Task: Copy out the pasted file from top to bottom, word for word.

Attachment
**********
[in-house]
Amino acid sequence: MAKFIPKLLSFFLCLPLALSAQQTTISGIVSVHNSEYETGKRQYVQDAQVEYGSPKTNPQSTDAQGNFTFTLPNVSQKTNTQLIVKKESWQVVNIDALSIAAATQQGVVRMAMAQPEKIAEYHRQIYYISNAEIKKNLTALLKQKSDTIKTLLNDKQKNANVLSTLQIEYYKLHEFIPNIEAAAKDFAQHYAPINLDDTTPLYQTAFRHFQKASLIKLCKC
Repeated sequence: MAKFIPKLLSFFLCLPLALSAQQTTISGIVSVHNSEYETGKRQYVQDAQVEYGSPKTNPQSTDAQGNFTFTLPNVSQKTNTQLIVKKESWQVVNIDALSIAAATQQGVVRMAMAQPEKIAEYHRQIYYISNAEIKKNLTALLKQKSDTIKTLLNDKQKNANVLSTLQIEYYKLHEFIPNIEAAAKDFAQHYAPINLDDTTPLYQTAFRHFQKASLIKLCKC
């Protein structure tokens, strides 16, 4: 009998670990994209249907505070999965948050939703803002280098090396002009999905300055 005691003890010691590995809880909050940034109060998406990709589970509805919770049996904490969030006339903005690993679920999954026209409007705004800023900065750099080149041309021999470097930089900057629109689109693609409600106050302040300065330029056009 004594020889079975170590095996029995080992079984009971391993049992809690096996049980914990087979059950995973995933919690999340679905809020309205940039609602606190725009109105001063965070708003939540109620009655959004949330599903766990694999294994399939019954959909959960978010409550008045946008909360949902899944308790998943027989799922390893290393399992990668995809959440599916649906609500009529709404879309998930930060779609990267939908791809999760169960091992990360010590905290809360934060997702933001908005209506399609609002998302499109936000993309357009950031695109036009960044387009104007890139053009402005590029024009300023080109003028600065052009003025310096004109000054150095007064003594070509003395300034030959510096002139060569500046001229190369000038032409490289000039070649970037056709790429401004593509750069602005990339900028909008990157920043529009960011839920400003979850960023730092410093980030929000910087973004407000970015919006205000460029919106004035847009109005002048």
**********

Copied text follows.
[in-house]
Amino acid sequence: MAKFIPKLLSFFLCLPLALSAQQTTISGIVSVHNSEYETGKRQYVQDAQVEYGSPKTNPQSTDAQGNFTFTLPNVSQKTNTQLIVKKESWQVVNIDALSIAAATQQGVVRMAMAQPEKIAEYHRQIYYISNAEIKKNLTALLKQKSDTIKTLLNDKQKNANVLSTLQIEYYKLHEFIPNIEAAAKDFAQHYAPINLDDTTPLYQTAFRHFQKASLIKLCKC
Repeated sequence: MAKFIPKLLSFFLCLPLALSAQQTTISGIVSVHNSEYETGKRQYVQDAQVEYGSPKTNPQSTDAQGNFTFTLPNVSQKTNTQLIVKKESWQVVNIDALSIAAATQQGVVRMAMAQPEKIAEYHRQIYYISNAEIKKNLTALLKQKSDTIKTLLNDKQKNANVLSTLQIEYYKLHEFIPNIEAAAKDFAQHYAPINLDDTTPLYQTAFRHFQKASLIKLCKC
């Protein structure tokens, strides 16, 4: 009998670990994209249907505070999965948050939703803002280098090396002009999905300055 005691003890010691590995809880909050940034109060998406990709589970509805919770049996904490969030006339903005690993679920999954026209409007705004800023900065750099080149041309021999470097930089900057629109689109693609409600106050302040300065330029056009 004594020889079975170590095996029995080992079984009971391993049992809690096996049980914990087979059950995973995933919690999340679905809020309205940039609602606190725009109105001063965070708003939540109620009655959004949330599903766990694999294994399939019954959909959960978010409550008045946008909360949902899944308790998943027989799922390893290393399992990668995809959440599916649906609500009529709404879309998930930060779609990267939908791809999760169960091992990360010590905290809360934060997702933001908005209506399609609002998302499109936000993309357009950031695109036009960044387009104007890139053009402005590029024009300023080109003028600065052009003025310096004109000054150095007064003594070509003395300034030959510096002139060569500046001229190369000038032409490289000039070649970037056709790429401004593509750069602005990339900028909008990157920043529009960011839920400003979850960023730092410093980030929000910087973004407000970015919006205000460029919106004035847009109005002048």